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Secrets to habit change

These Foolish Things: 3 Health Habits That Seem "Pure" But Aren't

It's easy to fall for products with "health halos."


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April Fools' Day seems like a good day to focus on habits that seem healthy but really aren't. It's a shame that sometimes trying to do the right thing can backfire. In the examples below, no good deed goes unpunished. 

Here are a few habits that may seem healthy but that actually hurt you:

1. Drinking bottled water instead of tap. 

Dentists are now seeing an upsurge in cavities in preschoolers of all income levels because parents give them sugary juices, sports drinks (often laden with sugar), and--surprise!--bottled water! We can all understand why sugary drinks cause cavities, but what could be wrong with "pure" bottled water with nice photos of waterfalls and springs?  Well, children and adults who habitually drink bottled water are at higher risk for cavities because bottled water lacks the fluoride in tap water that helps prevent cavities.  For very young children, filling those cavities can involve uncomfortable and even risky dental procedures.   

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Plus, spending your money on bottled water can add up.  I've observed college students buying bottled water from a vending machine when good ol' fluoridated water was available at a nearby drinking fountain.  I bet those students could have saved themselves $5/week just by making the change to tap water.  Of course there are times when it makes sense to carry bottled water with you, but it doesn't make sense to make a daily habit of it. 

I once read that some bottled water is simply tap water in a bottle.  Ironically, maybe that's a good thing. 

The CDC has listed "Fluoridation of Drinking Water" as one of the ten great public health achievements of the 20th century, so turn on your faucet and drink up!   I'm talking to you Perrier junkies, too!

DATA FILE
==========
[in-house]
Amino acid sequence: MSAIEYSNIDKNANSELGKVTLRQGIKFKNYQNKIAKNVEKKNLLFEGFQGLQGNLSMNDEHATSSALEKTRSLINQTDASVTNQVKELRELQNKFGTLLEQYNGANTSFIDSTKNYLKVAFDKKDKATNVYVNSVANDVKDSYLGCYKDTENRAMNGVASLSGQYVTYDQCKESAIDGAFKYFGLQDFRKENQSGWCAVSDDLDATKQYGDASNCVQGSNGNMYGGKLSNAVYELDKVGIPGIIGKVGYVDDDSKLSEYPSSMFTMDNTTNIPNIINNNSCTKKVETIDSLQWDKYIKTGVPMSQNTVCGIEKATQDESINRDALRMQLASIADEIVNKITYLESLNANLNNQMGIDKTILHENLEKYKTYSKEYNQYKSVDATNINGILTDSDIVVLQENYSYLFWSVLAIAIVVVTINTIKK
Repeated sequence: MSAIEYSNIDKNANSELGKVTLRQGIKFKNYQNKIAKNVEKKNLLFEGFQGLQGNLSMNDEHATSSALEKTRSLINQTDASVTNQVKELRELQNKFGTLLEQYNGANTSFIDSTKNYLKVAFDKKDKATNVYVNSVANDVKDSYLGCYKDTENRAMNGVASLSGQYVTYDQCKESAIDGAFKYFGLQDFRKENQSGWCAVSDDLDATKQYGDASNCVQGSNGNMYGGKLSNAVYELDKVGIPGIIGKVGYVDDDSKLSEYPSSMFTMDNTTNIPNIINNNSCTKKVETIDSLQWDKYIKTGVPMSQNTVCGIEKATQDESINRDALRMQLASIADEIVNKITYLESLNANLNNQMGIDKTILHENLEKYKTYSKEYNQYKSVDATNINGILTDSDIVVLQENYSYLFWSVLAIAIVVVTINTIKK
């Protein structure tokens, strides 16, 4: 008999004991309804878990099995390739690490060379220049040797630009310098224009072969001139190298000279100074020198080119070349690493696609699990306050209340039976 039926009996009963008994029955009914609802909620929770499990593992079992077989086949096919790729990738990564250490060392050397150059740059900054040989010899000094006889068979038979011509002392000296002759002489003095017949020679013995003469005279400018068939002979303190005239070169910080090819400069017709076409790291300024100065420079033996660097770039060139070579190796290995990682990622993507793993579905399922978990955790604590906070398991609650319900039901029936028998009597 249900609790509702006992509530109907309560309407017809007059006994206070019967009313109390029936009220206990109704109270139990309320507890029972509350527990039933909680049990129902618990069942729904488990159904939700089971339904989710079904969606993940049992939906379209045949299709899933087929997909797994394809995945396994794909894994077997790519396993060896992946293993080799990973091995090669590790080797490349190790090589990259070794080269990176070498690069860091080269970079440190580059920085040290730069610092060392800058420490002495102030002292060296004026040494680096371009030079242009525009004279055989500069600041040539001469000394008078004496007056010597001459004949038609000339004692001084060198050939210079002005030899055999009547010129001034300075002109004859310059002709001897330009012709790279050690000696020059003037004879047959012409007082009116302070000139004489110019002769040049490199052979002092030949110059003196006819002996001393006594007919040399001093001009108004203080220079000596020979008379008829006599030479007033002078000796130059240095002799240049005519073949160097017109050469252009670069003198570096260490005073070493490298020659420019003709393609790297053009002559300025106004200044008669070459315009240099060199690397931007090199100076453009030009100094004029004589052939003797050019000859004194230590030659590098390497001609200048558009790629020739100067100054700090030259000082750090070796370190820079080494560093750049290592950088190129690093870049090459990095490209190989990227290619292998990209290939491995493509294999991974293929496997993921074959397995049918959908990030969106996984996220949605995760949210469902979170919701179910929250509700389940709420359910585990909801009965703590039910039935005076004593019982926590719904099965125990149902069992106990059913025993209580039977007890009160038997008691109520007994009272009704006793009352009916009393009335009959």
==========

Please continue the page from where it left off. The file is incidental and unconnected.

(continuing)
2. Getting hypnotized by food labels that use words like "pure," "healthy," and "natural."

These words give food products a "health halo" that is often undeserved.  A prime example, of course, is that "pure" bottled water above. Nutrition researchers have discovered many examples of health halos, finding, for instance, that restaurant entrees labeled "healthy" often were higher in calories than the other entrees.  Moreover, when people think they have made a healthy choice of a main dish, they often give themselves permission to indulge more later or order more side dishes now (the "licensing effect"). 

Here's food expert Brian Wansink explaining how health halos lead to overeating:

Uh-oh.  I think I've fallen for this one more than once.   

3.  Choosing a "reduced-fat" or "low-fat" product because you think it's better for you.

"Reduced-fat" products sound healthy, something you might buy if you wanted to lose weight.  But "reduced-fat" products are often higher in calories because manufacturers add more sugar to enhance the taste--which is necessary because all that tasty fat has been removed!  In a great short article about food myths, dietician Katherine Tallmadge points out that reducing the fat in peanut butter actually removes many of its health benefits, since the oil is the healthiest part of the peanut.  "Reduced-fat" peanut butter is less healthy and contains just as many calories as regular peanut butter!  

Tallmadge also highlights other harmful food habits that wear a healthy-looking mask, including these:  drinking "enhanced water" like vitamin water; gobbling energy bars instead of regular food (Can you say "calorie bomb?"); and mistaking "multigrain" for "whole grain" (Oops! Guilty.).  Find out why these habits can be harmful here.


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It's sad when people try to do the right thing for their health, and it ends up being the wrong thing.  Sometimes advertisers are so clever they make fools of all of us! But if you pay attention to the nutrition information on the back of the package instead of the health halo on the front, you'll soon discern the "horns" behind the health haloes, sidestep food traps, and make healthier choices.    

(c) Meg Selig

I am the author of Changepower! 37 Secrets to Habit Change Success (Routledge, 2009). For more on habit change, willpower, healthy living, and motivation, please like me on Facebook and/or follow me on Twitter.

Sources:

"Increase in cavities."  

"Restaurant entrees." McGonigal, Kelly, The Willpower Instinct, NY: Avery, p. 99.

Katherine Tallmadge, The Washington Post, "5 So-called Health Foods You Should Avoid"

Meg Selig is the author of Changepower! 37 Secrets to Habit Change Success.

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